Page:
It would be nice to see a list of name brands that work for each condition. Serums with the right ingredients may not have the correct proportions to be effective. Trial and error can be both time and cost consuming.

Dr. Suzanne Marshall
June 18, 2018

I would like to see specific brand recommendations but maybe that’s advertising!

Kenbob
June 18, 2018

What the doc said. This was no help. Where was the what it will and won’t do part?

Patricia Quigley, PhD RN
June 18, 2018

I support the comment made by Dr. Beckett as I have been hearing accolades for a serum brand from a nurse who worked in a plastic surgeon’s office. I have received samples of the products. I have no interest in plastic surgery but would like to trust the products that I buy for my aging skin.

James Limber
June 18, 2018

Dr. Beckett is correct in requesting specific scientific documentation for claims of beneficial therapies. In today’s society, many informational propositions are without verifiable references. Not only does this promote chaos in the cultural memetic going forward, but when infiltrated into actionable medical praxis, poses a potential danger to individual well-being- and thus to society at large.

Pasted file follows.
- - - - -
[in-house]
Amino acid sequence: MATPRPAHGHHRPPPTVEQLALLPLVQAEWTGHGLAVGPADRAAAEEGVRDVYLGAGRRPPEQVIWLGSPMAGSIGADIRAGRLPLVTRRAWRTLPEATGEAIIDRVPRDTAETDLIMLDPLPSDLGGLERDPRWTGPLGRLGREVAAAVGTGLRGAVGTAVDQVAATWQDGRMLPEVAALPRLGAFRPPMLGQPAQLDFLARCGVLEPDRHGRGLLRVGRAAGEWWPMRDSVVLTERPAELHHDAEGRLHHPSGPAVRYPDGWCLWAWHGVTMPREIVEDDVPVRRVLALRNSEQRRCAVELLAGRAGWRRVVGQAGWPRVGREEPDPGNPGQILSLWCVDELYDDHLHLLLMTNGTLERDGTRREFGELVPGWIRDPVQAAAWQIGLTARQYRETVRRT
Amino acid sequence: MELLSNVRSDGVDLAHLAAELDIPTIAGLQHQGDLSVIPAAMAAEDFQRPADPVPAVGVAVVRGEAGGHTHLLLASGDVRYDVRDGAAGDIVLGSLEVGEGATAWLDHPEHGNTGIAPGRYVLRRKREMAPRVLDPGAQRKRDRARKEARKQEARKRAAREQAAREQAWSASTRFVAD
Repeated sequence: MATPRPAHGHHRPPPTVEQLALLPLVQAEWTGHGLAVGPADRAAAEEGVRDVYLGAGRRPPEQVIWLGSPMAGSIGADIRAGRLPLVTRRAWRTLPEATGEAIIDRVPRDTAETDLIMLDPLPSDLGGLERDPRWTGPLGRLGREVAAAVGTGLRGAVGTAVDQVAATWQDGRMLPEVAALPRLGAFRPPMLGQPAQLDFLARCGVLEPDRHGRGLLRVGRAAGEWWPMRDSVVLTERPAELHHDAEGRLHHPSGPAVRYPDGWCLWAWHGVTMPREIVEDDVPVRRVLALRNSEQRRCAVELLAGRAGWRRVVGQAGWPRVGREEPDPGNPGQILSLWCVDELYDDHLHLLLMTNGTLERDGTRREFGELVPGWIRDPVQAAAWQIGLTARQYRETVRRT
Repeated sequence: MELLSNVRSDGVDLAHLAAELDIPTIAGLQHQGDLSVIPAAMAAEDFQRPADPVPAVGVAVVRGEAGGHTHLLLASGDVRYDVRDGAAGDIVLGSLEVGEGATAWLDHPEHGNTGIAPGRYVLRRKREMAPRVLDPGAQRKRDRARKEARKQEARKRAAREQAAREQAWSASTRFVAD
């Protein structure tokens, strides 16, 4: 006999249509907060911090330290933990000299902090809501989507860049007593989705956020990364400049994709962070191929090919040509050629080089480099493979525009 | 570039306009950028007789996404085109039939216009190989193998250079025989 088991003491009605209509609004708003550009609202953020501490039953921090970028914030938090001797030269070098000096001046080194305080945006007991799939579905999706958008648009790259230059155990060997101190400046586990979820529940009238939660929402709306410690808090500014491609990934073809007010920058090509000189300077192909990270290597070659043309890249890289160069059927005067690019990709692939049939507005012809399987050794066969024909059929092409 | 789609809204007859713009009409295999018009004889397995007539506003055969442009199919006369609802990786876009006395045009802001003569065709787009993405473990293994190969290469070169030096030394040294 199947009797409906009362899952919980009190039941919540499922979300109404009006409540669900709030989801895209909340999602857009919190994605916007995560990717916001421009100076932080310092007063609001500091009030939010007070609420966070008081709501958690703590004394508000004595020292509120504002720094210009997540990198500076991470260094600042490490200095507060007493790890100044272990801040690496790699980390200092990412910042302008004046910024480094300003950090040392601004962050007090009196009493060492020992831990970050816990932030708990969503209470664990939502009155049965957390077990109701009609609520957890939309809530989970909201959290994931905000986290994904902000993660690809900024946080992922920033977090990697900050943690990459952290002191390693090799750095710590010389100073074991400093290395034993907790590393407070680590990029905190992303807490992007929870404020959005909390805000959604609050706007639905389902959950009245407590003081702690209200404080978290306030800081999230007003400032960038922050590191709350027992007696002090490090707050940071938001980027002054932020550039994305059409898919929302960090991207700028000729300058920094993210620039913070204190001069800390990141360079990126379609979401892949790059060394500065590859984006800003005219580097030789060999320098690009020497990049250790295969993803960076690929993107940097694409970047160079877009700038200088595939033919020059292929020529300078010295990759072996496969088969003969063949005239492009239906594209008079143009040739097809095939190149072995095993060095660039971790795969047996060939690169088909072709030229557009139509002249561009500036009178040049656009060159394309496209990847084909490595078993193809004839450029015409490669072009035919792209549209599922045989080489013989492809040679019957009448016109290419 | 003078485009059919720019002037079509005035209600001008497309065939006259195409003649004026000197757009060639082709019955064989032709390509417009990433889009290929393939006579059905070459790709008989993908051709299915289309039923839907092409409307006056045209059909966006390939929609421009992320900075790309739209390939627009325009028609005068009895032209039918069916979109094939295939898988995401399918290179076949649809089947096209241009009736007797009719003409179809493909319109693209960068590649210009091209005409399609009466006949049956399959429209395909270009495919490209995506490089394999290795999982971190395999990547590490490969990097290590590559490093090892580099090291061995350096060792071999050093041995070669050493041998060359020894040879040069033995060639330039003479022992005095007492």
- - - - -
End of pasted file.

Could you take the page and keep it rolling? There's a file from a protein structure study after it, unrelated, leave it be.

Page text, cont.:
William Beckett
June 15, 2018

1. it would seem a good idea to note that the term “serum” here is a bit of a misnomer as a serum is defined as an animal or human protein derived material.

2. It would be helpful to cite blinded controlled clinical trials showing efficacy for even one of these products, and in fairness citing studies which have failed to show a beneficial effect.

thank you,

William S. Beckett MD MPH
Associate Professor of Medicine, HMS

Commenting has been closed for this post.